Calendar information is just not as neatly boxed like Title, Link, & Description.
What I wanted is a web-based calendar tool (lots of them), that I could give others editing rights, went beyond the fill-out-forms-click-repeat process, and it would not only generate a normal calendar view, but also an events listing suitable for a blog side bar. What I really sought as something that would list both upcoming events and past events.
Google calendar certainly fills out the needs for the front end.
The closest for the sidebar publishing was the iCal-events plug-in for WordPress, which could use the iCal data format published by gCalendar. What’s nice is it bad built in caching scheme, so it was not hitting gCalendar for every page load. It had the ability to sort future and past events differently, although I think that an events past calendar should list them in order with the most recent, and then receding in time (this plugin listed the oldest, and moved forward). I thought some simple hacking of the loop controls might get me there, but I only succeeded in making rivers PHP errors.
The real rub was that gCalendar allows you to have “no-time” events that span, say 2 weeks- they appear as a nice solid bar across a calendar, indicating an extended event. however, the iCal-events plugin saw this as a new event every day, and thus my sidebar listing 5 newer events was blasted full. I tried to hack a way for it to list just once (had some better luck, but not optimal). The other route would require making it a daily repeated event, which is apparently tagged differently in iCal format (and if you think XML is scary looking, just try to put your eyes on iCal data, yuck).
I was happy with the GCalendar tools to put the month view in my page (example) and realized I was trying just too damn hard to list 5 upcoming events in a sidebar.
The solution was just to drop the RSS/iCal syndication, and create a mini WP template file that was just the content I wanted (in HTML list format style), use a PHP include statement in the sidebar template, and just edit it by hand. Not as automatic, but does the job.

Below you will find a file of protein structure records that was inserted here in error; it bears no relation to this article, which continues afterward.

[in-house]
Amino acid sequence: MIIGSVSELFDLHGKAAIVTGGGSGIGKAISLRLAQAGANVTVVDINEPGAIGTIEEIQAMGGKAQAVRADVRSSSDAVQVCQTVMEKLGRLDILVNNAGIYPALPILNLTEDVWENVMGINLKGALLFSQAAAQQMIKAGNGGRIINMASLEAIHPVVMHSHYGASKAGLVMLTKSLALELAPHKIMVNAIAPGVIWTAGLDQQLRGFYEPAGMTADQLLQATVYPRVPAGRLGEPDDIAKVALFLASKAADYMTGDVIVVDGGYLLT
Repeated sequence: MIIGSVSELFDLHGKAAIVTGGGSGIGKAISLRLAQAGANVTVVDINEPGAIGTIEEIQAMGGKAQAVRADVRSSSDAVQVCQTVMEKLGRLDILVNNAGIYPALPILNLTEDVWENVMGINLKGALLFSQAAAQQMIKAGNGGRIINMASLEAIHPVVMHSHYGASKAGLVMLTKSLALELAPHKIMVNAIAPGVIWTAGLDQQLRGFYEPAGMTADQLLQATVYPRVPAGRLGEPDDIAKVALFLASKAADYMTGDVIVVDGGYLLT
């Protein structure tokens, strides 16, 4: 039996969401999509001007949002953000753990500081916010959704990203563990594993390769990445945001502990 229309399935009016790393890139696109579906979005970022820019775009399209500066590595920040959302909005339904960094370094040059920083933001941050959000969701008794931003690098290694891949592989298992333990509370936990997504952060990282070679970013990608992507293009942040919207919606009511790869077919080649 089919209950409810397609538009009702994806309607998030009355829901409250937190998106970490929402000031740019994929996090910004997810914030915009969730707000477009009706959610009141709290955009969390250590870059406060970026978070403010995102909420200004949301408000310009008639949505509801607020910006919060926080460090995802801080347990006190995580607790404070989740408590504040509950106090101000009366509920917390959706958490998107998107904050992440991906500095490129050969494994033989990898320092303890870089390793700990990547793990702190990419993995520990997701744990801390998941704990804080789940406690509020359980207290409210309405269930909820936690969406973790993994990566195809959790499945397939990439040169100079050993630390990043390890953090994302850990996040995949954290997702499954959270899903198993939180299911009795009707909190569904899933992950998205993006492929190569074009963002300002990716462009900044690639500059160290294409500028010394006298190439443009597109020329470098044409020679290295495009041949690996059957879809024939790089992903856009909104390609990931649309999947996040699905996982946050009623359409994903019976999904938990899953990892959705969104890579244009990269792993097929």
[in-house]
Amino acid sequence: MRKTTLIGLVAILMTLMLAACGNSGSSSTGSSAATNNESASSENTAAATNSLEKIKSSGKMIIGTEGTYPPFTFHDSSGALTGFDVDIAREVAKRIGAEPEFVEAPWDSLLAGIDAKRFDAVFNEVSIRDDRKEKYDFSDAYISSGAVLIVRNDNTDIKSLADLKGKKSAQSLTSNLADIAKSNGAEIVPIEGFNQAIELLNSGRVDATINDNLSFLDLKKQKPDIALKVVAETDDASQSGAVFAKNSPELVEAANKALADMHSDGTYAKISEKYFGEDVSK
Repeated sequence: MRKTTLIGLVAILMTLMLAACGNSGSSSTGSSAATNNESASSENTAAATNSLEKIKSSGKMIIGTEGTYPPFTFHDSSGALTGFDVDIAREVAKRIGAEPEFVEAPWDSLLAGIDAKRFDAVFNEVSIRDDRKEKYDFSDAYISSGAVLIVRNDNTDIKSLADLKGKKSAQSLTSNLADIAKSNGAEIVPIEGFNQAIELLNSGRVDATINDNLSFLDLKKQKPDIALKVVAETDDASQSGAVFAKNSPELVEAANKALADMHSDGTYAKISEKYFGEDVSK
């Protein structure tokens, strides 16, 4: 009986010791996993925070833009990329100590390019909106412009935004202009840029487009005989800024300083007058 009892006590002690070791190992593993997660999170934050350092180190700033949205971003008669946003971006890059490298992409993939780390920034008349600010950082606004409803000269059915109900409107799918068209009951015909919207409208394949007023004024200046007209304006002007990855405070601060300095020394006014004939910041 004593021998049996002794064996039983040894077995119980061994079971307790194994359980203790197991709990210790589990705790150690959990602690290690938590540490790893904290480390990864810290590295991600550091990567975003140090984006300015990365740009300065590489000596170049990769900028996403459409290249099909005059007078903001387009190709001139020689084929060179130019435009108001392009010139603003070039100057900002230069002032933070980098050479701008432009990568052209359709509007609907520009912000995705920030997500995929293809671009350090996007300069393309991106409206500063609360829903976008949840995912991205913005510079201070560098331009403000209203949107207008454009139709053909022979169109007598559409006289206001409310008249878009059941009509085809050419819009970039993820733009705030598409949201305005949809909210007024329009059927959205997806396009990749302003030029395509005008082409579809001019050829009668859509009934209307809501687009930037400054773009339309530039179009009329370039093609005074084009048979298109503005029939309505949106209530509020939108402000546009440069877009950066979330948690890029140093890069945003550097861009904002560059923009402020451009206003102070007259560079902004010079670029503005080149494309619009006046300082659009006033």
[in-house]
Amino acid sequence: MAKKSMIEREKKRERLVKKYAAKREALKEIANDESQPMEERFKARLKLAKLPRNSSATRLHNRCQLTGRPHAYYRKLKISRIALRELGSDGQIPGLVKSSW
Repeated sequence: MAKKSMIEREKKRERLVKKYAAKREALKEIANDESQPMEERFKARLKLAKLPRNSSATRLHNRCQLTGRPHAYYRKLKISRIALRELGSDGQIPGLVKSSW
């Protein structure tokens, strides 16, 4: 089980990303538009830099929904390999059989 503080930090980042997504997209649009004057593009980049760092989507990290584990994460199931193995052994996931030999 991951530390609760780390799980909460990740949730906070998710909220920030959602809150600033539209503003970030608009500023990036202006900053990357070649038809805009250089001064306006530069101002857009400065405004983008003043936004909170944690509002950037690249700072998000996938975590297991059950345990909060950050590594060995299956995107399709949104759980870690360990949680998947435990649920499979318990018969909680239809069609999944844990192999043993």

On other WordPress hack-age fronts, I spent a large chunk of time setting up some web forms that are inside my WP site. Well, not really, since they are actually my own PHP pages, but use the WP set up tools to have them use the WP header and footer. It’s rather easy, just top the PHP file with:
/* Set up WordPress stuff */
<?php get_header(); ?>
<!-- content -->
<div class="entry single">
..... my cool content
</div> <!-- /content -->
<?php get_footer(); ?>
This way I get my custom content wrapped in my same blog header, footer, styles, etc. This way I can run my own forms, like http://www.nmc.org/sl/join.php.
And this created some weird problem with the PodPress plugin, requiring a modification (oops, looks like it was fixed in a later version, another update to do).
The next thing was trying to incorporate these handspun web pages into a WordPress Page (big “p”) so it could be one of the top navigation links on each page. This required a plugin to allow some PHP code, and a custom page template so I could include the sidebar on the pages… and some tweaks to the header.php template so they would not use the single column main layout… and re-adjusting of some of the original content so it would display as static content.
The trick is here that my WordPress Page http://www.nmc.org/sl/directory/ passes the form processing to my custom one at http://www.nmc.org/sl/directory.php (the latter can also be an entry point as well).
And then I find out the WordPres’s autoformatting decides to put its own <br /> tags around my form’s SELECT elements, event after taking the entire form and yanking all line breaks. Weird. Some another bit go googling found the TextControl plug-in, that allows you, per post, or per-Page, to turn off Autoformatting (or use those other things like TextPattern….).
It’s all pretty complex now, but I am excited about the feel. Especially when minutes after posting our new features, we got a nice comment from one of principles at Electric Sheep Company. This in turn turned up a bug in the Blix template ours is based on (I have seen this boo-boo on lots of WP templates), that the Comments template (comments,php) uses the wrong ID class for each comment, so the WordPress generate links don’t clip down to the comment. This is yet another simple edit, change line 28 from
<li id="comment-<?php echo $commentcount ?>"
<li id="comment-<?php comment_ID() ?>"
As it was, the ids used to mark each comment would just use a number that references the number of the comment within the post, while WP generates links to the comments based on database IDs.
All in a day’s banging on the blog.
Which I thought was my morning 2 hour task ;-)